• Greg Baker

NOT A Disaster

It is a perfectly good Monday morning.  The kids are off to school without drama (mostly), and I arrive at the office a few minutes early.  The entire team is all smiles.  Why wouldn’t they be?  Someone brought donuts.  Yes, indeed.  The week is starting off pretty good.


I just sat down to continue working on a project that has kept me occupied for the past few months when I heard an explosion in the distance.  Within a few seconds, all the power in the building was off.  Completely dead.  Nothing.  As many of you are aware, stable electric power greatly enhances ones ability to operate computer equipment.  The sudden lack of power tends to cause problems, turning an otherwise great morning into something with the potential of going very bad.

But not in this case.  Within a few seconds, the vibrations of the backup generators pulsed throughout the building.  A few quick checks of the monitors and a visual inspection of the NOC indicated that all was well.  Disaster averted.

Of course, our response didn’t happen by accident.  We spend many man-hours developing and implementing our disaster recovery plan to protect ourselves against this type of situation.  And while we always hope for the best, we all know that eventually something bad will happen.

Most folks don’t need a plan sophisticated enough to handle a hosting operation, but everyone needs a DR plan of some type.  And while you can spend hours obsessing over probability of occurrence and severity of impact calculations, a good DR plan is constructed around two very simple questions: what data will you need, and how quickly will you need it?

The first question is the easiest.  It’s a straightforward exercise to determine what data (or applications) you need.  Most people already know.  If you need a guideline, try this.  Imagine that you just erased a bunch of data to make room for a new compilation of epic fail videos.  Now, picture your spouse/boss asking you to print something from the data you just erased.  How to envision that conversation going?  There’s your answer.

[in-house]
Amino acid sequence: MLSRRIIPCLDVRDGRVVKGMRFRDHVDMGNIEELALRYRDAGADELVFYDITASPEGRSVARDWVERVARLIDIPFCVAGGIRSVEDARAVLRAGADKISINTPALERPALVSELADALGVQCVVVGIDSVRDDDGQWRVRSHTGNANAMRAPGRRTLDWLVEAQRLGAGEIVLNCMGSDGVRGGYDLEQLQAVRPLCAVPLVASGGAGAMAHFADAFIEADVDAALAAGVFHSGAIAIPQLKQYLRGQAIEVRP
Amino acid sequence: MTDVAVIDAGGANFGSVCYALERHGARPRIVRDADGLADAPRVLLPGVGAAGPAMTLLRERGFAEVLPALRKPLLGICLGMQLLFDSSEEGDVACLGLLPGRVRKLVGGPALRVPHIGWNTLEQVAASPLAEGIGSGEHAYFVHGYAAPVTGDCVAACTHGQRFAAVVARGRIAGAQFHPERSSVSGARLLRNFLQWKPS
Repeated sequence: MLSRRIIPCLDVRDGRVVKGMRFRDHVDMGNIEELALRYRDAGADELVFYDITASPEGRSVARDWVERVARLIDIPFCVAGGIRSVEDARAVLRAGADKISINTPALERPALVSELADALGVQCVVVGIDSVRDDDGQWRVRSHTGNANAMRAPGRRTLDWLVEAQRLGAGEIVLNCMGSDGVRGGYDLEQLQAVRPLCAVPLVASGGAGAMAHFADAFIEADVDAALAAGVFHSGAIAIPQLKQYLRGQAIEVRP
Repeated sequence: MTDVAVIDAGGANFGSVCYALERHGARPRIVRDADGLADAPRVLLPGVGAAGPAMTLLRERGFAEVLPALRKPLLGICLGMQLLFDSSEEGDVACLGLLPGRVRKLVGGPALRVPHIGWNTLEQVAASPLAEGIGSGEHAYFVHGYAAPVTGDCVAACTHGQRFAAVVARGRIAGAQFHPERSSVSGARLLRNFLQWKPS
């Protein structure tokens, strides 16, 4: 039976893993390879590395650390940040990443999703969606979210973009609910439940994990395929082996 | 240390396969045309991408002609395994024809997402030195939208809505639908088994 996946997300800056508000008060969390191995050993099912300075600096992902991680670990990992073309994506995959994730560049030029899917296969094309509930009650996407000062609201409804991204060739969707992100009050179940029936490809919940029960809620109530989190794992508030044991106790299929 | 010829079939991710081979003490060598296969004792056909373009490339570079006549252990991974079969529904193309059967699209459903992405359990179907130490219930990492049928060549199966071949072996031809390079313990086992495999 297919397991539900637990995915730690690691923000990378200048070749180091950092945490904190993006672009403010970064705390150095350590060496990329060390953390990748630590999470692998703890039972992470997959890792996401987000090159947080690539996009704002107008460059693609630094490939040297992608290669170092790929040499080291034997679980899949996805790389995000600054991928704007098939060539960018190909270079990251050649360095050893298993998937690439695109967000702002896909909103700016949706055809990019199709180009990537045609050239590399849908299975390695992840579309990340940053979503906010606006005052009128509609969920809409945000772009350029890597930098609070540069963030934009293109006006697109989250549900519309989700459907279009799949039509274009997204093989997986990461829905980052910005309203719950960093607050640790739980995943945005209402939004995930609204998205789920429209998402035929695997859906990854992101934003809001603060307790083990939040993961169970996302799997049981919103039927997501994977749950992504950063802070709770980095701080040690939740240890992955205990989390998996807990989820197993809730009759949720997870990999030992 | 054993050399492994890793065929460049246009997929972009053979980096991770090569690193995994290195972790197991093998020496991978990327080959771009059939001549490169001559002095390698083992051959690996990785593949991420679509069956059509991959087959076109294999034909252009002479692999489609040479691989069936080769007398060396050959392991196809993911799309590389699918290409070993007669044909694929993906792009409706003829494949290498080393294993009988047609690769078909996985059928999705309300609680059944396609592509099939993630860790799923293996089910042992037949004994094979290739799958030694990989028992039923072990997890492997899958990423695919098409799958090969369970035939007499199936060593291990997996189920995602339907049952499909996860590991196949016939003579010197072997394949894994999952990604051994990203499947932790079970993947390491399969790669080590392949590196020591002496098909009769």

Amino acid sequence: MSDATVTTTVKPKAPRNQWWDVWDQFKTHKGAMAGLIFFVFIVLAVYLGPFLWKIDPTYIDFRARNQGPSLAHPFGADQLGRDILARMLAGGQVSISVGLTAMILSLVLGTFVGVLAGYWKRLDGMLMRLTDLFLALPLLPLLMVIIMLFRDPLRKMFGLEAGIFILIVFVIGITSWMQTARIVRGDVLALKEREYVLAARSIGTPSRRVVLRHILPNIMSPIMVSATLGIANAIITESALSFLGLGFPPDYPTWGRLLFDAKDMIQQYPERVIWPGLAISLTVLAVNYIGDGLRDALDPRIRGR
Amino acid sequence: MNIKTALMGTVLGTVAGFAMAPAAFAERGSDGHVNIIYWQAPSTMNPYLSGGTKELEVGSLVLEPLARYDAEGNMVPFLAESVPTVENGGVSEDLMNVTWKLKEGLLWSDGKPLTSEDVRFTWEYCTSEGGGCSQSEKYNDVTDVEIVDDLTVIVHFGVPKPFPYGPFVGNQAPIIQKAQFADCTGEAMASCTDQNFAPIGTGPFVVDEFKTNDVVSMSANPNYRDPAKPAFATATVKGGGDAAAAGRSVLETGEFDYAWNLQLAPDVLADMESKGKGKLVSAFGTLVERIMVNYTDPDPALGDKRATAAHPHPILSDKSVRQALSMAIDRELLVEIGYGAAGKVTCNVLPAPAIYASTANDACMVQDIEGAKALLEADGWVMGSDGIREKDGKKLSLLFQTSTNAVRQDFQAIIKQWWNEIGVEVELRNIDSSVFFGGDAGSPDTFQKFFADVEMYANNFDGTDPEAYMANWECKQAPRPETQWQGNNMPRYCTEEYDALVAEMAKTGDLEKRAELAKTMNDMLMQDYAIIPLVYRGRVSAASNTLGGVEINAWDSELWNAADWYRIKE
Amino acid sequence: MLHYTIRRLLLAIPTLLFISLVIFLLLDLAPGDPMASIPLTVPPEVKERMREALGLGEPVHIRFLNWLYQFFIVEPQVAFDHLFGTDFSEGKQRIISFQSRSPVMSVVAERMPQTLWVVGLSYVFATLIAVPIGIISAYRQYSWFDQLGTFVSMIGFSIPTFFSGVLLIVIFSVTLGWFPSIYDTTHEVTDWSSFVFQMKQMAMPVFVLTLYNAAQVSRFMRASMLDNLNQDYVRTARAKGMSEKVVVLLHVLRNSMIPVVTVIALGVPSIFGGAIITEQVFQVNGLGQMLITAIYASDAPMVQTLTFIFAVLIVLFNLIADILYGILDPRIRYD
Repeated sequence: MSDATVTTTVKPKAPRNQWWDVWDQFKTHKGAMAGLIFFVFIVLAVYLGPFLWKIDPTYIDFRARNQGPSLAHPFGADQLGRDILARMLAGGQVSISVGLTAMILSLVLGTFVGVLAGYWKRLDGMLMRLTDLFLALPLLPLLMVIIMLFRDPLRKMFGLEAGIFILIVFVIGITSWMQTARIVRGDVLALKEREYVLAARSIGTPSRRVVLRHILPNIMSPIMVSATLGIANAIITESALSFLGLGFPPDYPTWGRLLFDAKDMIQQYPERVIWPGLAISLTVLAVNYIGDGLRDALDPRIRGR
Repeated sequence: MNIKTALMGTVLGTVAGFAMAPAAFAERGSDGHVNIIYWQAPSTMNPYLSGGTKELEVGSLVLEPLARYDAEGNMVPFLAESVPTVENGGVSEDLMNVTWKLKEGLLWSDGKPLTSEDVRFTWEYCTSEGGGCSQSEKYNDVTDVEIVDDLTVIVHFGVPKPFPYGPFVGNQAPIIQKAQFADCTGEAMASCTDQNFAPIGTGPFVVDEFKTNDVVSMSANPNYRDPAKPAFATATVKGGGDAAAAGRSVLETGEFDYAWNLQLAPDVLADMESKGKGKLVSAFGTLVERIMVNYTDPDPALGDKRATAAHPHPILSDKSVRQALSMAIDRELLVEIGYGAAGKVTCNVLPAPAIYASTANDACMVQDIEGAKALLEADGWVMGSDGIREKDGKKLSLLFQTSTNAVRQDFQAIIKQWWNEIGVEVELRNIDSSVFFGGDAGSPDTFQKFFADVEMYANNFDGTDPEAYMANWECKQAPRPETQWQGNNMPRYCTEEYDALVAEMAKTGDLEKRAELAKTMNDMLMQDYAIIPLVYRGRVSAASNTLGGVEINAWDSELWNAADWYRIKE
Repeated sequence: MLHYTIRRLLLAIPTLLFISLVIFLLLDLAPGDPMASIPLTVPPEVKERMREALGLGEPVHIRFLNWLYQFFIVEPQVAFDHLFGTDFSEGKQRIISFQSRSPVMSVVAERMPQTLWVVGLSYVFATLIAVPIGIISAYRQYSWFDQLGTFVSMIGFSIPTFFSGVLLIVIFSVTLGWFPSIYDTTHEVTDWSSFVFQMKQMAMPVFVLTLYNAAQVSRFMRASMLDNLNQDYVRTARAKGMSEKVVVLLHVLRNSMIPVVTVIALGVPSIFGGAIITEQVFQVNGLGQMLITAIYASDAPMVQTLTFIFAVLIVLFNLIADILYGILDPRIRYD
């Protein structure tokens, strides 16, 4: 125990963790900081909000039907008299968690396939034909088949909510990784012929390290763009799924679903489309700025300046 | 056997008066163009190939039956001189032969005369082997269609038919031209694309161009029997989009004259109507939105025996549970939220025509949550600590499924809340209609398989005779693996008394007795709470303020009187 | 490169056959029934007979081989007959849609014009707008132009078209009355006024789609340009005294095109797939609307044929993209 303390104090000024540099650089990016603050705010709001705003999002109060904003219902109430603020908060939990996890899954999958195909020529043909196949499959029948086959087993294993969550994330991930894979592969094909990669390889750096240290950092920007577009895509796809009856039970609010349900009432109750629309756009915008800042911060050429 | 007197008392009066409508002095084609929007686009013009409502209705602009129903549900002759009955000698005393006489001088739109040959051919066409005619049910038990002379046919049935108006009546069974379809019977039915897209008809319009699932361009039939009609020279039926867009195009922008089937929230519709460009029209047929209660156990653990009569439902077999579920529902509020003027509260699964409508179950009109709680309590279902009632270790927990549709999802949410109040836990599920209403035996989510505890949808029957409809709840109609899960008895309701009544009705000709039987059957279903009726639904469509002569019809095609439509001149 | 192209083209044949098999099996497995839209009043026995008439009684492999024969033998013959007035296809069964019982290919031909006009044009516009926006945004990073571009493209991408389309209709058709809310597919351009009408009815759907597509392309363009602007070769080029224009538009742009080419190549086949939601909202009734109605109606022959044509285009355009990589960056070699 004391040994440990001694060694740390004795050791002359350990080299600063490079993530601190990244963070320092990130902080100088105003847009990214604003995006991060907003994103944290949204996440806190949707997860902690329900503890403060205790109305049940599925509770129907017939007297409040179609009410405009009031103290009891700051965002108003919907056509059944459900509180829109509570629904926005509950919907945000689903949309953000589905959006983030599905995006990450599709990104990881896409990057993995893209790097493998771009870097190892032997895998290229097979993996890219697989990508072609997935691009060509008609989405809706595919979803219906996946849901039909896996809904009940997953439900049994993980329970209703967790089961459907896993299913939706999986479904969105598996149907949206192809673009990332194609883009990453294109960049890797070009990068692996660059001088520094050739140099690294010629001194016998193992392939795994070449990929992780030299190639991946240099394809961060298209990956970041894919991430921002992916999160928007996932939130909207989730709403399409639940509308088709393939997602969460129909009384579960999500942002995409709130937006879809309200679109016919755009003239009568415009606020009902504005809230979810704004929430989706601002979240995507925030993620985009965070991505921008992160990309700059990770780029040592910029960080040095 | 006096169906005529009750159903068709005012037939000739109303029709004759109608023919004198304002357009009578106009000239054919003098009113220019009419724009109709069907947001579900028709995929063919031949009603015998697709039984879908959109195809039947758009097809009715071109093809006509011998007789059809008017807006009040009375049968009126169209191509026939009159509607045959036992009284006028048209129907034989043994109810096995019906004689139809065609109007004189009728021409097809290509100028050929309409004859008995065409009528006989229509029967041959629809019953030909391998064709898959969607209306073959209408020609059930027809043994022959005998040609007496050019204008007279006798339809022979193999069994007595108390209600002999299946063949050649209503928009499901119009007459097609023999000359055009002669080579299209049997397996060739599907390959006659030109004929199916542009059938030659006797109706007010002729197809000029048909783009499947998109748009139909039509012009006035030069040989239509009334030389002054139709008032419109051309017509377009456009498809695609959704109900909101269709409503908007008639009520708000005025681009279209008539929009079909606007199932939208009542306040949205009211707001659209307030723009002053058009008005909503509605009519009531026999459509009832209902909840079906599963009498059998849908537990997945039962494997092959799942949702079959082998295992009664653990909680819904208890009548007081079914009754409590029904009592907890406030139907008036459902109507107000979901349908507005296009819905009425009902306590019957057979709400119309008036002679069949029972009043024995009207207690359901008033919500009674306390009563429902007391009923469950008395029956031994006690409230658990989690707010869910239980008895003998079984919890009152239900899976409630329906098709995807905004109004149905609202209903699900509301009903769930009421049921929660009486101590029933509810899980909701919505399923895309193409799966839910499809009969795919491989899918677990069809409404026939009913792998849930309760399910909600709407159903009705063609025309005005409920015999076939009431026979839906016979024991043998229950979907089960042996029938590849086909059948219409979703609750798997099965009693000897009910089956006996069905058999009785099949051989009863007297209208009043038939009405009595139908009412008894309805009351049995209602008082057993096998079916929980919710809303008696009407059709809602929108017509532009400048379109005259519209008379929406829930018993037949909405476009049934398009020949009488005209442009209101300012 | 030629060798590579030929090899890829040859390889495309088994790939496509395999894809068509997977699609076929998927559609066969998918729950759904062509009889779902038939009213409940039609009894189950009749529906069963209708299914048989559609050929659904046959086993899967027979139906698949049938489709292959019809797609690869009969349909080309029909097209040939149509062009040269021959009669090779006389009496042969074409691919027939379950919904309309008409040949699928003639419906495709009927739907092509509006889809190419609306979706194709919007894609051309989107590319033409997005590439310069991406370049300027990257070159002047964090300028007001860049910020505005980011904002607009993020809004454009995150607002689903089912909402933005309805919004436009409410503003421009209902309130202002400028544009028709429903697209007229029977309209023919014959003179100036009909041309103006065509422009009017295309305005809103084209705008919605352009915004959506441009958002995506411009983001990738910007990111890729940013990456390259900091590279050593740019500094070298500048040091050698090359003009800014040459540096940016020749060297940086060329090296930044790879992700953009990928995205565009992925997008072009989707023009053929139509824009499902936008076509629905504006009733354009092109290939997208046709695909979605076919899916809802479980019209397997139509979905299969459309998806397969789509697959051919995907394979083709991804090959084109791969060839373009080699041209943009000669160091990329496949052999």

The how-quickly-will-you-need-it question is trickier.  Perhaps a better way to ask this question is, “How bad do you want it?”  In general, a correlation exists between recovery time and expense – the faster you want it, the more you’re going to have to pay.  If you can live without the data for a few days or a week, the $10 per month backup solution may be fine.  If you need 5-9s, 24x7x365 access, be prepared to open up your checkbook.

The cloud provides numerous options for disaster recovery, many of which did not exist a few years ago.  Many businesses, and certainly most home users, cannot afford to develop their own data centers.  Moving data and applications to a resource that can realize the economies of scale that come from a shared infrastructure is a very smart move.

The cloud, however, does not solve all problems.  This is best illustrated with a simple question – What if you can’t get to the Internet?  While the data may be safe, your staff of office workers is sitting idle.  Or worse…your grandmama can’t see her pictures.

The bottom line is that disaster recovery is not a one-time event with a one-time solution.  Preparation is a continuing process, gaining from the insight of each new experience.  Like all critical response, disaster recovery should be choreographed and rehearsed.  Otherwise, you’ll be left without a donut the next time the lights go out.


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